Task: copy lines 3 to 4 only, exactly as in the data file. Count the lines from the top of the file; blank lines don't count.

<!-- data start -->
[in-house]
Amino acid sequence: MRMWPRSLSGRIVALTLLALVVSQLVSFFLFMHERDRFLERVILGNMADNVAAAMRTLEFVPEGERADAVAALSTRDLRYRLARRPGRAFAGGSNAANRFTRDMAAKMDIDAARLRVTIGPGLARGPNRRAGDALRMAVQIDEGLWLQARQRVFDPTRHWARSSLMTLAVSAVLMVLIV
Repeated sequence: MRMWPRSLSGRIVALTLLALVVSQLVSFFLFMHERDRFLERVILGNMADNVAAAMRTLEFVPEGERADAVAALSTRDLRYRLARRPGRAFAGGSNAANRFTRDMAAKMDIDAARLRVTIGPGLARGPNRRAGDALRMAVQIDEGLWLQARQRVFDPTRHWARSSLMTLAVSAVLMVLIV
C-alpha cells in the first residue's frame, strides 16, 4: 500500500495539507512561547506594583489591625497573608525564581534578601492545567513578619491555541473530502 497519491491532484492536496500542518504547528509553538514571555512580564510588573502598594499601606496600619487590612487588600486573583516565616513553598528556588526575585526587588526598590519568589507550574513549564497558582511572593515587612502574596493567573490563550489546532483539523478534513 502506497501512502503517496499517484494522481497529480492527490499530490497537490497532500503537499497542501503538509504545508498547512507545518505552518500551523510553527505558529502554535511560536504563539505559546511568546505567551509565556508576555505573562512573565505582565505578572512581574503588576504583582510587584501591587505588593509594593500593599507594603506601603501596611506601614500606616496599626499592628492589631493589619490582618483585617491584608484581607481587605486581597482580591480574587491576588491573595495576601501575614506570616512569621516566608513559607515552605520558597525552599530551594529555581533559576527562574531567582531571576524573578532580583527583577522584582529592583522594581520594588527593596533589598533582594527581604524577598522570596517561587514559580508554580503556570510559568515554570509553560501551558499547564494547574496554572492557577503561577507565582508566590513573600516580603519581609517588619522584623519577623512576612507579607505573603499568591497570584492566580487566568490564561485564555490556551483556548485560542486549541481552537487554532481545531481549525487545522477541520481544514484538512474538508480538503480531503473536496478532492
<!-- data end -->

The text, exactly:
Repeated sequence: MRMWPRSLSGRIVALTLLALVVSQLVSFFLFMHERDRFLERVILGNMADNVAAAMRTLEFVPEGERADAVAALSTRDLRYRLARRPGRAFAGGSNAANRFTRDMAAKMDIDAARLRVTIGPGLARGPNRRAGDALRMAVQIDEGLWLQARQRVFDPTRHWARSSLMTLAVSAVLMVLIV
C-alpha cells in the first residue's frame, strides 16, 4: 500500500495539507512561547506594583489591625497573608525564581534578601492545567513578619491555541473530502 497519491491532484492536496500542518504547528509553538514571555512580564510588573502598594499601606496600619487590612487588600486573583516565616513553598528556588526575585526587588526598590519568589507550574513549564497558582511572593515587612502574596493567573490563550489546532483539523478534513 502506497501512502503517496499517484494522481497529480492527490499530490497537490497532500503537499497542501503538509504545508498547512507545518505552518500551523510553527505558529502554535511560536504563539505559546511568546505567551509565556508576555505573562512573565505582565505578572512581574503588576504583582510587584501591587505588593509594593500593599507594603506601603501596611506601614500606616496599626499592628492589631493589619490582618483585617491584608484581607481587605486581597482580591480574587491576588491573595495576601501575614506570616512569621516566608513559607515552605520558597525552599530551594529555581533559576527562574531567582531571576524573578532580583527583577522584582529592583522594581520594588527593596533589598533582594527581604524577598522570596517561587514559580508554580503556570510559568515554570509553560501551558499547564494547574496554572492557577503561577507565582508566590513573600516580603519581609517588619522584623519577623512576612507579607505573603499568591497570584492566580487566568490564561485564555490556551483556548485560542486549541481552537487554532481545531481549525487545522477541520481544514484538512474538508480538503480531503473536496478532492